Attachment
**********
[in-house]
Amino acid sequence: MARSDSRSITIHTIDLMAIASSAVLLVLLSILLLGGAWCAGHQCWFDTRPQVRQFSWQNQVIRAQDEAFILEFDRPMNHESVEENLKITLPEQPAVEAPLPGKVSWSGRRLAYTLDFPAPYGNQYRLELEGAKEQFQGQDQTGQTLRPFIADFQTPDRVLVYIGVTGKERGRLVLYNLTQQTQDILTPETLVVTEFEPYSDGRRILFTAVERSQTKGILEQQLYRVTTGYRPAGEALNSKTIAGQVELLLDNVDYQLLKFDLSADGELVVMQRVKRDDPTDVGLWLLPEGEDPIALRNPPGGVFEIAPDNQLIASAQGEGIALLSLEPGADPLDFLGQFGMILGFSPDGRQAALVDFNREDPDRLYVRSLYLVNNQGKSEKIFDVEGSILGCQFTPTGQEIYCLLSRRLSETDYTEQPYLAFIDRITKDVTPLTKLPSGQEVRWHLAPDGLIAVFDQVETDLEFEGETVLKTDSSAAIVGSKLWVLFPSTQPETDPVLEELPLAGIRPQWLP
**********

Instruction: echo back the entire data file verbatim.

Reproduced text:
[in-house]
Amino acid sequence: MARSDSRSITIHTIDLMAIASSAVLLVLLSILLLGGAWCAGHQCWFDTRPQVRQFSWQNQVIRAQDEAFILEFDRPMNHESVEENLKITLPEQPAVEAPLPGKVSWSGRRLAYTLDFPAPYGNQYRLELEGAKEQFQGQDQTGQTLRPFIADFQTPDRVLVYIGVTGKERGRLVLYNLTQQTQDILTPETLVVTEFEPYSDGRRILFTAVERSQTKGILEQQLYRVTTGYRPAGEALNSKTIAGQVELLLDNVDYQLLKFDLSADGELVVMQRVKRDDPTDVGLWLLPEGEDPIALRNPPGGVFEIAPDNQLIASAQGEGIALLSLEPGADPLDFLGQFGMILGFSPDGRQAALVDFNREDPDRLYVRSLYLVNNQGKSEKIFDVEGSILGCQFTPTGQEIYCLLSRRLSETDYTEQPYLAFIDRITKDVTPLTKLPSGQEVRWHLAPDGLIAVFDQVETDLEFEGETVLKTDSSAAIVGSKLWVLFPSTQPETDPVLEELPLAGIRPQWLP